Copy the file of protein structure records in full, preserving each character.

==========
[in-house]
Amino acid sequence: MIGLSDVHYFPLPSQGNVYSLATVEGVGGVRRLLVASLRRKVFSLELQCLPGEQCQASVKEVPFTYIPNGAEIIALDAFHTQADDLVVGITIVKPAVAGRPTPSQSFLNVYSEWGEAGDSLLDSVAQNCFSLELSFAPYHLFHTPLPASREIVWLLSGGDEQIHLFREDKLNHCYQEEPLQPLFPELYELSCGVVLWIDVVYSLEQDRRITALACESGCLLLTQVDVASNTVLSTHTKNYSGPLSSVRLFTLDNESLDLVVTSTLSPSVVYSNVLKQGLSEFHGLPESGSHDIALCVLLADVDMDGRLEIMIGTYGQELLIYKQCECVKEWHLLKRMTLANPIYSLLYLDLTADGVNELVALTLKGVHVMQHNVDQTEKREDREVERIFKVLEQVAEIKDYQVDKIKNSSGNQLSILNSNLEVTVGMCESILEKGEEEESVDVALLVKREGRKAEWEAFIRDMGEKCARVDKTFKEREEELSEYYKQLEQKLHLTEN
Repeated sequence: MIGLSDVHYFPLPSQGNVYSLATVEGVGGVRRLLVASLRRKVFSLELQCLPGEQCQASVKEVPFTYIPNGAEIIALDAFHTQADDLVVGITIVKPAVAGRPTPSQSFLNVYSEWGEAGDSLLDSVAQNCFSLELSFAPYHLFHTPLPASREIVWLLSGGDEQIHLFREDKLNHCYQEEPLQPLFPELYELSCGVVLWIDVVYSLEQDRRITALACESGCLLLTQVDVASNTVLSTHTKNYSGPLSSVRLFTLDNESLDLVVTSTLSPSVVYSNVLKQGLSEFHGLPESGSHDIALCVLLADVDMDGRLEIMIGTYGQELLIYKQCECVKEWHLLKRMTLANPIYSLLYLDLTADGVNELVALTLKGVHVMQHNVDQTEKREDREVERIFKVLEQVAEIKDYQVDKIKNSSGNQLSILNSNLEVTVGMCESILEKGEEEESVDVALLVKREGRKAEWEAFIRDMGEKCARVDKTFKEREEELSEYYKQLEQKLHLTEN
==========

[in-house]
Amino acid sequence: MIGLSDVHYFPLPSQGNVYSLATVEGVGGVRRLLVASLRRKVFSLELQCLPGEQCQASVKEVPFTYIPNGAEIIALDAFHTQADDLVVGITIVKPAVAGRPTPSQSFLNVYSEWGEAGDSLLDSVAQNCFSLELSFAPYHLFHTPLPASREIVWLLSGGDEQIHLFREDKLNHCYQEEPLQPLFPELYELSCGVVLWIDVVYSLEQDRRITALACESGCLLLTQVDVASNTVLSTHTKNYSGPLSSVRLFTLDNESLDLVVTSTLSPSVVYSNVLKQGLSEFHGLPESGSHDIALCVLLADVDMDGRLEIMIGTYGQELLIYKQCECVKEWHLLKRMTLANPIYSLLYLDLTADGVNELVALTLKGVHVMQHNVDQTEKREDREVERIFKVLEQVAEIKDYQVDKIKNSSGNQLSILNSNLEVTVGMCESILEKGEEEESVDVALLVKREGRKAEWEAFIRDMGEKCARVDKTFKEREEELSEYYKQLEQKLHLTEN
Repeated sequence: MIGLSDVHYFPLPSQGNVYSLATVEGVGGVRRLLVASLRRKVFSLELQCLPGEQCQASVKEVPFTYIPNGAEIIALDAFHTQADDLVVGITIVKPAVAGRPTPSQSFLNVYSEWGEAGDSLLDSVAQNCFSLELSFAPYHLFHTPLPASREIVWLLSGGDEQIHLFREDKLNHCYQEEPLQPLFPELYELSCGVVLWIDVVYSLEQDRRITALACESGCLLLTQVDVASNTVLSTHTKNYSGPLSSVRLFTLDNESLDLVVTSTLSPSVVYSNVLKQGLSEFHGLPESGSHDIALCVLLADVDMDGRLEIMIGTYGQELLIYKQCECVKEWHLLKRMTLANPIYSLLYLDLTADGVNELVALTLKGVHVMQHNVDQTEKREDREVERIFKVLEQVAEIKDYQVDKIKNSSGNQLSILNSNLEVTVGMCESILEKGEEEESVDVALLVKREGRKAEWEAFIRDMGEKCARVDKTFKEREEELSEYYKQLEQKLHLTEN